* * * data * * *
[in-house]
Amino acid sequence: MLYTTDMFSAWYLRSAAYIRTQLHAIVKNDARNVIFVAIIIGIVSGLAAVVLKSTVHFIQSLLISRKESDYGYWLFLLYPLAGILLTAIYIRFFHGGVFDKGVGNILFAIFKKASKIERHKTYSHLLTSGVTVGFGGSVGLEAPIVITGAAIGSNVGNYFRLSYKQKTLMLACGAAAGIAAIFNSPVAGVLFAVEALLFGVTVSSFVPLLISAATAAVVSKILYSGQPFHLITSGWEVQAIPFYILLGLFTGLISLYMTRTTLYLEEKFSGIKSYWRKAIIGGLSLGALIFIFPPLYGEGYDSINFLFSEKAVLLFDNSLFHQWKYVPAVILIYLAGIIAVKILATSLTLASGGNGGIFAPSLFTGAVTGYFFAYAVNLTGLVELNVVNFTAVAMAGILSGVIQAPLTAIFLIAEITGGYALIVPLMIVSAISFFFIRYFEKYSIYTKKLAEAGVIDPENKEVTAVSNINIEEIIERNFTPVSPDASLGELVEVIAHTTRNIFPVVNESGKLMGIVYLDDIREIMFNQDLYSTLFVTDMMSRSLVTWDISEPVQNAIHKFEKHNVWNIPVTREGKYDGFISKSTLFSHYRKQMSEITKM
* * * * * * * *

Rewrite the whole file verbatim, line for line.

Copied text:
[in-house]
Amino acid sequence: MLYTTDMFSAWYLRSAAYIRTQLHAIVKNDARNVIFVAIIIGIVSGLAAVVLKSTVHFIQSLLISRKESDYGYWLFLLYPLAGILLTAIYIRFFHGGVFDKGVGNILFAIFKKASKIERHKTYSHLLTSGVTVGFGGSVGLEAPIVITGAAIGSNVGNYFRLSYKQKTLMLACGAAAGIAAIFNSPVAGVLFAVEALLFGVTVSSFVPLLISAATAAVVSKILYSGQPFHLITSGWEVQAIPFYILLGLFTGLISLYMTRTTLYLEEKFSGIKSYWRKAIIGGLSLGALIFIFPPLYGEGYDSINFLFSEKAVLLFDNSLFHQWKYVPAVILIYLAGIIAVKILATSLTLASGGNGGIFAPSLFTGAVTGYFFAYAVNLTGLVELNVVNFTAVAMAGILSGVIQAPLTAIFLIAEITGGYALIVPLMIVSAISFFFIRYFEKYSIYTKKLAEAGVIDPENKEVTAVSNINIEEIIERNFTPVSPDASLGELVEVIAHTTRNIFPVVNESGKLMGIVYLDDIREIMFNQDLYSTLFVTDMMSRSLVTWDISEPVQNAIHKFEKHNVWNIPVTREGKYDGFISKSTLFSHYRKQMSEITKM